When I was a student I read an article which was really inspiring at the time. It described the creative process of a sound designer process at the beginning of a project - using his hands to manipulate tape over the playheads as a way of generating unique source material. Then at the end of the project he'd burn everything. As I was reading lots back then I forgot where to find it, but recently explained the article to a friend who knew exactly where it was. The article was from Soundscape: the school of sound lectures, and it was an interview with Walter Murch talking about Frank Warner. You can read it here, it's at the bottom of page 101-102.
Does anyone still use tape in this way, or have any other interesting uses for it? I've been thinking about buying a second hand revox or similar, but am not sure which to get.. any thoughts on this?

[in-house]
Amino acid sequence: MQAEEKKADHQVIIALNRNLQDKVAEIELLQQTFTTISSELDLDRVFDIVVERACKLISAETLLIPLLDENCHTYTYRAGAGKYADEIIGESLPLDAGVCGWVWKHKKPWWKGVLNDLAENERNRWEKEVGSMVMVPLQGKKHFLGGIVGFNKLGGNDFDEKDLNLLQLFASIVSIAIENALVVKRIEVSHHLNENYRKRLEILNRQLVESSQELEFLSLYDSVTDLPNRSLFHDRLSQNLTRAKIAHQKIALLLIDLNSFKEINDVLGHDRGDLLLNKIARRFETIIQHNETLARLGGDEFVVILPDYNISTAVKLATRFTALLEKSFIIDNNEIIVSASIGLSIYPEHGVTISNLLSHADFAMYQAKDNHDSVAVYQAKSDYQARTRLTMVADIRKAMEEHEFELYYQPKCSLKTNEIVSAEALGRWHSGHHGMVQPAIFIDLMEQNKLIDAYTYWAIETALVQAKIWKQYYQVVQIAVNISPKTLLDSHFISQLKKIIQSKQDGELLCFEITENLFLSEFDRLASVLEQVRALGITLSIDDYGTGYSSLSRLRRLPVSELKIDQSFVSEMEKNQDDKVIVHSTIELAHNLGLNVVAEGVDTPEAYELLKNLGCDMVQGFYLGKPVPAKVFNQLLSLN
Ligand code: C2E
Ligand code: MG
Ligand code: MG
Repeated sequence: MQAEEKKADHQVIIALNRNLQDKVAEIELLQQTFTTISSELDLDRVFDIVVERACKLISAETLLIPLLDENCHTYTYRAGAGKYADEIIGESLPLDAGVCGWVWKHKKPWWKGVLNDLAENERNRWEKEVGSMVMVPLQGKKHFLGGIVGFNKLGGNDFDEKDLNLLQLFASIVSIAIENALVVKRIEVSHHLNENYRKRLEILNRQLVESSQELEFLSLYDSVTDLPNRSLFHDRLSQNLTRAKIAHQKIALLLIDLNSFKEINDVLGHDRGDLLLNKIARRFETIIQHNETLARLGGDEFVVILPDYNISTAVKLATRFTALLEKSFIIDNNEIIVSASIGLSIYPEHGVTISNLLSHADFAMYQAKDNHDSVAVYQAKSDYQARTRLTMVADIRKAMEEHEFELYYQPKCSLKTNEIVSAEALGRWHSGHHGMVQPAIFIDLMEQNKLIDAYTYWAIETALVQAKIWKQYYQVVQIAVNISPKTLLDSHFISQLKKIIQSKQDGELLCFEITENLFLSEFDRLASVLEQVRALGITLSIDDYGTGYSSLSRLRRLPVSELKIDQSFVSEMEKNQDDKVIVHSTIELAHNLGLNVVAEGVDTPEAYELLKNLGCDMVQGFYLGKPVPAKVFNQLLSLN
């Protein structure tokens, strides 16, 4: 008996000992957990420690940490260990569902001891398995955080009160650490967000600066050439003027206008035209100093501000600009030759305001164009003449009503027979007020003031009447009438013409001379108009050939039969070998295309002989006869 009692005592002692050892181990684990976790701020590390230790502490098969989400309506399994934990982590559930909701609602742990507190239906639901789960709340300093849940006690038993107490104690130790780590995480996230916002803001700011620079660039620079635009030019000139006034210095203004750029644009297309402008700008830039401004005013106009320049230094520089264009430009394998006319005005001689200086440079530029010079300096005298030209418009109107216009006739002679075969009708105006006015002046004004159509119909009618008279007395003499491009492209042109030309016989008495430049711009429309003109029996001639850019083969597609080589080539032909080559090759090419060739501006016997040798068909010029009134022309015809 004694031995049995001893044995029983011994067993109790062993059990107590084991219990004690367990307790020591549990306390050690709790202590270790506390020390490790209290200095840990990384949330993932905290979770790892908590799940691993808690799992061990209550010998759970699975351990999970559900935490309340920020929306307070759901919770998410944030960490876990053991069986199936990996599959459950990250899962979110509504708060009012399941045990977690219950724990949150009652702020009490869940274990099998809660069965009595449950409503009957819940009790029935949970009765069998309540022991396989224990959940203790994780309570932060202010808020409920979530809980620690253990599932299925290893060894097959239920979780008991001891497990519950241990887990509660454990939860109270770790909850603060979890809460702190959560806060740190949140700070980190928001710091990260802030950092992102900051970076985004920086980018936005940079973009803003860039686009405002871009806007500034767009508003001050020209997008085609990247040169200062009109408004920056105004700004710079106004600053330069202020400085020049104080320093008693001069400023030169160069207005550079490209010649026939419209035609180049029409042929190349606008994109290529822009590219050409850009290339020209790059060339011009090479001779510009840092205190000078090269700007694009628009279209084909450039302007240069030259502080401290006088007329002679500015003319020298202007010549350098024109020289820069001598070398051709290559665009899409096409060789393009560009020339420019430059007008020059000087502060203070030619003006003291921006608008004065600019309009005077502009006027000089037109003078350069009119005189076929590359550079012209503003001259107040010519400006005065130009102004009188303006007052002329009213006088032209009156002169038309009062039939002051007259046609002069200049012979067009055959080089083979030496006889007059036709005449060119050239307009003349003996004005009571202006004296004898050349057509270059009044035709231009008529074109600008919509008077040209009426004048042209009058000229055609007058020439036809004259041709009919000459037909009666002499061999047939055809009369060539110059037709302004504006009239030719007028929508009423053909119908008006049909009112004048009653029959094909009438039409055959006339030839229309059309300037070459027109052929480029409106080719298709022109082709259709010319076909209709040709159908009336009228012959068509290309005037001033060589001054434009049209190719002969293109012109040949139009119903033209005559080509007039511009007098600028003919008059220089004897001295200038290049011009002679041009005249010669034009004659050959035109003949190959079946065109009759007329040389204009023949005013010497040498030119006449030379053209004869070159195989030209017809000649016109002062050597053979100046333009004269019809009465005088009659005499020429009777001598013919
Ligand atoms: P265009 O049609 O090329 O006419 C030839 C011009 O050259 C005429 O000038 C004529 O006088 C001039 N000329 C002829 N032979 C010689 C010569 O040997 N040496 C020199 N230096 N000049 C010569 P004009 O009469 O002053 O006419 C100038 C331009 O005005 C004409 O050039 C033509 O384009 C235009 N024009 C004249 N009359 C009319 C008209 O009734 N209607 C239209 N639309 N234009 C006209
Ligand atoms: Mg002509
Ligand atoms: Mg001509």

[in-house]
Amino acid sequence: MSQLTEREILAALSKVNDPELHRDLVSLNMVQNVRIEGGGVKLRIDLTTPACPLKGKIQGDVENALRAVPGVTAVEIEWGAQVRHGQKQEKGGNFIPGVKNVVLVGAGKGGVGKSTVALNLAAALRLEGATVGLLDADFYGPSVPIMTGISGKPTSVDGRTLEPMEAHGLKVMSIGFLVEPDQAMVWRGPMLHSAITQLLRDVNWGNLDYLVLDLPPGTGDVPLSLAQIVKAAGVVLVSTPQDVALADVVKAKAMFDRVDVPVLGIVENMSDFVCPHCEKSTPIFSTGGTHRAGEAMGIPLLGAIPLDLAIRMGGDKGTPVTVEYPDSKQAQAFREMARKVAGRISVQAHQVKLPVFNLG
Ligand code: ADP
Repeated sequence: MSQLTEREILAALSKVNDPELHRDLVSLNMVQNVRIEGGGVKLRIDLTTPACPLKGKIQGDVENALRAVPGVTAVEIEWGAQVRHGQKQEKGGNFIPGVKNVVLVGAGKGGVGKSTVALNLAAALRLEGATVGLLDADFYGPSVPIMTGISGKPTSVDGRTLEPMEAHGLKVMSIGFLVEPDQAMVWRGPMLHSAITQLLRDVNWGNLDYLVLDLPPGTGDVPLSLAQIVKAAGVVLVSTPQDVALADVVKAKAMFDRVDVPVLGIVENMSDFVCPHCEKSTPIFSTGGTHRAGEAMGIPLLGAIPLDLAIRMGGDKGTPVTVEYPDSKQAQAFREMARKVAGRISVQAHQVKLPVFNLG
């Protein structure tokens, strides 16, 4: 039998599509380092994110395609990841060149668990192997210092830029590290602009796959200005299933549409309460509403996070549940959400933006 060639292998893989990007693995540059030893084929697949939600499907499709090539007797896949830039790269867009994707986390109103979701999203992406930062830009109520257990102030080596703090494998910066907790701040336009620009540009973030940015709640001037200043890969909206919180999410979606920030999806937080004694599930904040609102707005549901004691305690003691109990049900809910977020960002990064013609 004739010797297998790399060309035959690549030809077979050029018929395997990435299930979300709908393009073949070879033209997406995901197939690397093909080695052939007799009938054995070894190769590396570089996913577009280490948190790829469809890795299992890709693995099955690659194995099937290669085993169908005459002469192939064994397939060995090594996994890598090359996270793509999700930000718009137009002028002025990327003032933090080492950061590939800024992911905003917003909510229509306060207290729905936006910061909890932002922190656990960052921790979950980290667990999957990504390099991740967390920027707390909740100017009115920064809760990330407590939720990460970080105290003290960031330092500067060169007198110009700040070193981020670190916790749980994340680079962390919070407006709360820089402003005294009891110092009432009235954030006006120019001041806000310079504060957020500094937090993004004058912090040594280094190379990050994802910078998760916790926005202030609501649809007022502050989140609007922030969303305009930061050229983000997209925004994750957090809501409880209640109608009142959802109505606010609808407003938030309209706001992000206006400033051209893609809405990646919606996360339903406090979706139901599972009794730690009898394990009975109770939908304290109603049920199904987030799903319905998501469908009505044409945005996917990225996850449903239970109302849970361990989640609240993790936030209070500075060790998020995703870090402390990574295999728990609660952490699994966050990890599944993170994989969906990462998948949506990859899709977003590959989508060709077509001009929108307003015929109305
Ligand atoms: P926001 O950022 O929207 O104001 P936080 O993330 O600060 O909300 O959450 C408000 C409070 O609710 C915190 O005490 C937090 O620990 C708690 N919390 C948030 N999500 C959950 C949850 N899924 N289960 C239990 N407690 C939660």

I still try to have a stage at the beginning of each new project of just gathering material without putting anything on the timeline, but my whole process is very computer based. I mean I spend time recording or sourcing sounds from libraries and then manipulate then with a computer. What I'm really after are other options for physical control of sound, particularly any that don't involve a screen, and feel more responsive/involving than controlling stuff with midi.
Any thoughts welcomed.
EDIT: I'm kind of surprised that no one has been interested in this so far, I'm certainly not suggesting that it's a good idea to throw protools in the bin or anything like that. More just that sometimes old technology does interesting things that new technology doesn't. As someone who has never had to use tape as a necessity perhaps I'm over romaticising it, but I'm interested to hear from people who did use tape when it was around.